Inside the X-ray office I gave my slip of paper to the receptionist who wrote another slip of paper and directed me to the cashier. I paid $30 EC, got a receipt and took it back to the receptionist then sat in the waiting room.
Again I barely recognized my name when the technician called me. He pointed to an unmarked door and when I entered, I gasped and said, “Oh my god,” under my breath. Two trash cans were overflowing with used bandages. The paint was peeling off the walls and the room didn’t appear to have been cleaned since Easter. I nearly made a run for it, but just then the technician came in with a film plate and set to work lining up the X-ray machine, gently positioning my arm for the two views he took. He was kind and competent and I was out of there in minutes.
A few minutes later I was called back again and the receptionist told me the doctor wanted to see me. I was shown into an office even tinier than the Customs Office. I had to sidle very close to the doctor at his desk in order to get the door closed. He had my X-ray on the viewer and asked me to describe what happened to my arm. I told him about the freezer lid and pointed to where it collapsed on me. He said he wanted to be sure they had filmed the right thing because — and he pointed at the X-ray — my bones looked fine. And they did. Beautiful, unmarked bones. I breathed a sigh of relief, mostly because I didn’t want to ever have to go to the man in the white shirt to get a cast taken off.
I thanked him and took my film back outside, retraced my steps through the concrete alley maze to the exam area, handed the X-ray to the nurse and sat in the hall to wait. I could see the doctor take a look and she came to talk to me.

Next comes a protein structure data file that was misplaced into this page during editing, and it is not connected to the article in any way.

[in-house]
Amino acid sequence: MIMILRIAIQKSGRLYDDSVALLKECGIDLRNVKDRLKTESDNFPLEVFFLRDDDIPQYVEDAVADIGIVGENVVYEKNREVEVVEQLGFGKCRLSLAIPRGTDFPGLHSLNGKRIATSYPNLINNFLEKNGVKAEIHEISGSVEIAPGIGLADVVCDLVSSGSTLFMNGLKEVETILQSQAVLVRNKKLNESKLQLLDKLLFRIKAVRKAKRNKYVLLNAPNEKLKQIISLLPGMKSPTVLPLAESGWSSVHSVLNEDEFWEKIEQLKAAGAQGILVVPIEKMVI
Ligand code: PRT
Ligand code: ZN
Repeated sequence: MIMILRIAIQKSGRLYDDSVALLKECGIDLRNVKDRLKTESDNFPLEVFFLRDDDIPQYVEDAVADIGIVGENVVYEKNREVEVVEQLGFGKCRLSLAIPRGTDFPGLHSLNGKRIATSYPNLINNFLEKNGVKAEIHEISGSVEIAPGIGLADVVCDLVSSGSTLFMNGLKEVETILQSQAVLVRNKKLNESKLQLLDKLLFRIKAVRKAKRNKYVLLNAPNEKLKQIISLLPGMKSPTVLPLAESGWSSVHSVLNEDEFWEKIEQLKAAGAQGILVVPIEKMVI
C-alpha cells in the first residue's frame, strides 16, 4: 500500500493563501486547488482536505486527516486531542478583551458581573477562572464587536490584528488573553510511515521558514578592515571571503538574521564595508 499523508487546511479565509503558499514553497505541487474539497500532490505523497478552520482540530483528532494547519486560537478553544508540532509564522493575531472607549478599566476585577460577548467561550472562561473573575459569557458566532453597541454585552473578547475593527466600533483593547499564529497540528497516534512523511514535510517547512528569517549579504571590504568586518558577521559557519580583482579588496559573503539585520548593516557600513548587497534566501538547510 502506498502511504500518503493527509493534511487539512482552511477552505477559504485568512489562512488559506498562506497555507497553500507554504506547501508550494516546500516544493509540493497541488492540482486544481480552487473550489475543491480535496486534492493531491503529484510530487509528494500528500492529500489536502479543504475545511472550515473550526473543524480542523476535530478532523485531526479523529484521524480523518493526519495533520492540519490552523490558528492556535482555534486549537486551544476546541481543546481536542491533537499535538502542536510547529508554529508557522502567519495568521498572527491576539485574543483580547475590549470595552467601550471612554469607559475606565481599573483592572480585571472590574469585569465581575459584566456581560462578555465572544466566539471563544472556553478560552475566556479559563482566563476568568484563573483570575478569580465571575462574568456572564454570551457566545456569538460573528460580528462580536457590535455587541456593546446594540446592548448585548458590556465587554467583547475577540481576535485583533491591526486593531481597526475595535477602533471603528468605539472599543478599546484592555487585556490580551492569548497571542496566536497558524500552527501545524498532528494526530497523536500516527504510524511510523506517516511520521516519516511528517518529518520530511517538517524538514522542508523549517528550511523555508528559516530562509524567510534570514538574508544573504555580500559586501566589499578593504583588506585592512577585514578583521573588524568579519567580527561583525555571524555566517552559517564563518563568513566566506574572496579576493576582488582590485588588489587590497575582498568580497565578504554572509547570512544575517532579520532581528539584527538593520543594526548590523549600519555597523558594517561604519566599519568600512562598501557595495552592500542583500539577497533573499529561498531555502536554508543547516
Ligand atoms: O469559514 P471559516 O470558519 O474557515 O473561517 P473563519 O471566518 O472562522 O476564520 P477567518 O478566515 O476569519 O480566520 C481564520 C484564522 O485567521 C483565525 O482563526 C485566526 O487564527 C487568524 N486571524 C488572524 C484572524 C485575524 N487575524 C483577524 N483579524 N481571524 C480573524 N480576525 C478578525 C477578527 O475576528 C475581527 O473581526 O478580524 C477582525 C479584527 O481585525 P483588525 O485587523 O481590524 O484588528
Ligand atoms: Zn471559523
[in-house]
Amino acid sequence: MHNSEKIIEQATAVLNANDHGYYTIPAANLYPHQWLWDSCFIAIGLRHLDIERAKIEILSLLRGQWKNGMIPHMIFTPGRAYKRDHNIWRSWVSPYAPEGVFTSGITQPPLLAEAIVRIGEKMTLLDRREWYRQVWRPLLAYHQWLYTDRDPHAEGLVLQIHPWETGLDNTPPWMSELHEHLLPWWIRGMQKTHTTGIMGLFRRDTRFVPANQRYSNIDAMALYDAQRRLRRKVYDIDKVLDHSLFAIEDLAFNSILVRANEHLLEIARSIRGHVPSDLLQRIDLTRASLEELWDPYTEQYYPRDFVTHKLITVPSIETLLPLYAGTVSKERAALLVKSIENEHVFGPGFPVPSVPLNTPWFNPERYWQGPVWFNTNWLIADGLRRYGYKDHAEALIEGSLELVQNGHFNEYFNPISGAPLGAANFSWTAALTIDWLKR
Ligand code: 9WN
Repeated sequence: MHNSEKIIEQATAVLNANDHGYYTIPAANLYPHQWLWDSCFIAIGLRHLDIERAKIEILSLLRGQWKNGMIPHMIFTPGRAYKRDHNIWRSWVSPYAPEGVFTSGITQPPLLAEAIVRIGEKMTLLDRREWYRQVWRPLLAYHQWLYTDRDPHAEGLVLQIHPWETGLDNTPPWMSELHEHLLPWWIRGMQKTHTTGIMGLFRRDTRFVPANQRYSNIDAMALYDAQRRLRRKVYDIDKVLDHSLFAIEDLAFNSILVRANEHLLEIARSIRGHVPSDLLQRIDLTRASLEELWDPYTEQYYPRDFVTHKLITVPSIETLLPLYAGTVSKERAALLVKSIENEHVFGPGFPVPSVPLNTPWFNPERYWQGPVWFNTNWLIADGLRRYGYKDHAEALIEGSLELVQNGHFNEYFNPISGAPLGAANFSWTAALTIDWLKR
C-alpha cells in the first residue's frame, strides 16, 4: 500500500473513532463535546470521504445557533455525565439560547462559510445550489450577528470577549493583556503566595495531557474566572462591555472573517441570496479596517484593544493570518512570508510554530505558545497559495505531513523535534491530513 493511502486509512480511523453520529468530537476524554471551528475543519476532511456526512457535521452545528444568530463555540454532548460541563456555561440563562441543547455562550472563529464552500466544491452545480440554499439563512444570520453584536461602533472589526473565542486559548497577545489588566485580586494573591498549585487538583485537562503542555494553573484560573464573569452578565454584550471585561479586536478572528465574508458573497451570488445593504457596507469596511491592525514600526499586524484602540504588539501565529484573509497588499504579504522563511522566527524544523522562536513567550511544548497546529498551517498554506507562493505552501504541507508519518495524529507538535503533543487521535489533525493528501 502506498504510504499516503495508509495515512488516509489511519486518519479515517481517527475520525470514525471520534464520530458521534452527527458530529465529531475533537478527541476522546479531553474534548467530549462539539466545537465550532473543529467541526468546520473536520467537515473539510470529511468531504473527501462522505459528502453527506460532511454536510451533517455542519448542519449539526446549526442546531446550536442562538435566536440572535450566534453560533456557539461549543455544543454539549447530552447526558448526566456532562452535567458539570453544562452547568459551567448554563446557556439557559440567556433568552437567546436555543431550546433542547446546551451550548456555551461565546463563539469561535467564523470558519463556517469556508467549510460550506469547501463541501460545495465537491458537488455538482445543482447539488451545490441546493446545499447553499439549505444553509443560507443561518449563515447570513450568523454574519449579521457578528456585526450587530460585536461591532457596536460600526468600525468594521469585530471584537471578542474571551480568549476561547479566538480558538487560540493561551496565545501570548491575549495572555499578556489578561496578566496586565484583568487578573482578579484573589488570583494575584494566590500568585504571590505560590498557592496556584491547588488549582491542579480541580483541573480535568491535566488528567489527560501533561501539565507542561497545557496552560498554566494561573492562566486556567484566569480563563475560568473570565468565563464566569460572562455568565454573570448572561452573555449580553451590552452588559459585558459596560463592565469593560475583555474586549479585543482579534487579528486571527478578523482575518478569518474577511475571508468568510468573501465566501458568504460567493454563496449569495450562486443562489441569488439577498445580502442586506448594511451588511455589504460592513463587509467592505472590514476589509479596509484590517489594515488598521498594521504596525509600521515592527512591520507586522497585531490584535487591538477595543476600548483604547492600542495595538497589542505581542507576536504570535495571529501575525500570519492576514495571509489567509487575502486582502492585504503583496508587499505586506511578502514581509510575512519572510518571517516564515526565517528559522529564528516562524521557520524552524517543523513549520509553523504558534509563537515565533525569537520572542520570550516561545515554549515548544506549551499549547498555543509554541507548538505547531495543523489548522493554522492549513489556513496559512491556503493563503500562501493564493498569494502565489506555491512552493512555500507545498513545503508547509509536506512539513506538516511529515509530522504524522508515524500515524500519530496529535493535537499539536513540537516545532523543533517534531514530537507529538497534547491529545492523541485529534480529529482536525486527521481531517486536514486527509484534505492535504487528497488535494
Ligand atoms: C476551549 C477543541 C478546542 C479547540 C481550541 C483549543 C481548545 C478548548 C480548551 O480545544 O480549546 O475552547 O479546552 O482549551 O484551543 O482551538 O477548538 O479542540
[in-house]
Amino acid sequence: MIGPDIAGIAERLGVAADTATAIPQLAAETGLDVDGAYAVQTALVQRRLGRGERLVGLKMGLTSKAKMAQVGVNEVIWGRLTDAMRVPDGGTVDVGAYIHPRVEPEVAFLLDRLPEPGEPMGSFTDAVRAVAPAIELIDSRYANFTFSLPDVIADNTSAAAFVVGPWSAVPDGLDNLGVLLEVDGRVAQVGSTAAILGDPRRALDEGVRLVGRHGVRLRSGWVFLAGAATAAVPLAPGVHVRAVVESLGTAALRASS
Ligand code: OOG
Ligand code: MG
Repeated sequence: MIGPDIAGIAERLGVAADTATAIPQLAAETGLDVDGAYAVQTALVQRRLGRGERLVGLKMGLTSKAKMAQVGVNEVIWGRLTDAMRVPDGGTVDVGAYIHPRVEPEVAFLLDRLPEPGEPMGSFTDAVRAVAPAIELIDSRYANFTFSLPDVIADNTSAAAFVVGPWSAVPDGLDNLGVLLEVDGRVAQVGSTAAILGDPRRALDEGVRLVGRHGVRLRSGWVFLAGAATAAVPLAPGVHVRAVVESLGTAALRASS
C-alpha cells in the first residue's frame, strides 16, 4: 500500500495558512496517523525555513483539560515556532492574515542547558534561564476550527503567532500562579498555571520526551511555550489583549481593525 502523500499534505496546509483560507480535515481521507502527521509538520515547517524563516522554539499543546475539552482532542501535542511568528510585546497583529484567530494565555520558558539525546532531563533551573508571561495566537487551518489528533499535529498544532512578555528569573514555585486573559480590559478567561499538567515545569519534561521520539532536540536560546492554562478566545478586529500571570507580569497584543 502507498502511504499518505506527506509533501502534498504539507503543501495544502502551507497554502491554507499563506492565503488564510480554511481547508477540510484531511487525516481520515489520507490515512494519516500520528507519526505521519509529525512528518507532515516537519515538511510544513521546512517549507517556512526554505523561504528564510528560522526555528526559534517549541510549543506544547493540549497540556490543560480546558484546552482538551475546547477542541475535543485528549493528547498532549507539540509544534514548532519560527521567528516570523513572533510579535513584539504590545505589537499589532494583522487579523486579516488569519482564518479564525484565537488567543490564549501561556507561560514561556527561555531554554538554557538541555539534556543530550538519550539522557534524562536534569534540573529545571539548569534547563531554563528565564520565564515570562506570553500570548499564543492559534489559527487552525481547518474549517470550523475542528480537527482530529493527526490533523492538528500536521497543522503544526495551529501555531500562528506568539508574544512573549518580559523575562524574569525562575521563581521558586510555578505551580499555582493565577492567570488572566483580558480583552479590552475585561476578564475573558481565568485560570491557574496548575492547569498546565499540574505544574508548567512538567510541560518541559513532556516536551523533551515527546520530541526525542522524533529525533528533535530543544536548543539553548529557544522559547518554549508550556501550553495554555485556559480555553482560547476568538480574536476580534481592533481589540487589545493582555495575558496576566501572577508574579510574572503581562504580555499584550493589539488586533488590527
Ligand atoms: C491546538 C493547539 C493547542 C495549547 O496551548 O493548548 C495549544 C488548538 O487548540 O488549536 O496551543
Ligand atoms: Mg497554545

“Your arm is not broken,” she said and confirmed that I had injured the soft tissue. She told me to go to a pharmacy and buy a wrist support, the kind with straps. “We don’t have them here,” she added. I’m to wear the support for at least two weeks and to try not to use my arm. I thanked her and she directed me to leave by the back door again, and I wandered around until I found Jack still sitting by the Plaster Room.
“I’m done,” I told him. “It’s not broken. We can go.” I was very happy to get out of there, especially after Jack told me several more manacled prisoners with broken limbs had been brought in. What in heaven’s name are they doing to them?
We took the now familiar road from the hospital past the fort and down to the waterfront below, then back through the tunnel where we searched three pharmacies for a wrist support but there was none to be had. I guess it’s back to my Ace wrap for the duration.
All in all I was completely satisfied with the care I received. The facility was considerably less than the sterile environment we’re used to and would it kill them to put a few signs up here and there? But I was shown nothing but kindness and competence and I have no doubt I’ll be back to normal in a couple of weeks. Or at least that’s what I was thinking until we flagged down the first Woburn Bay bus we saw only to discover it was Crash again in his 19-passenger terror machine. Miraculously we made it home without further injury.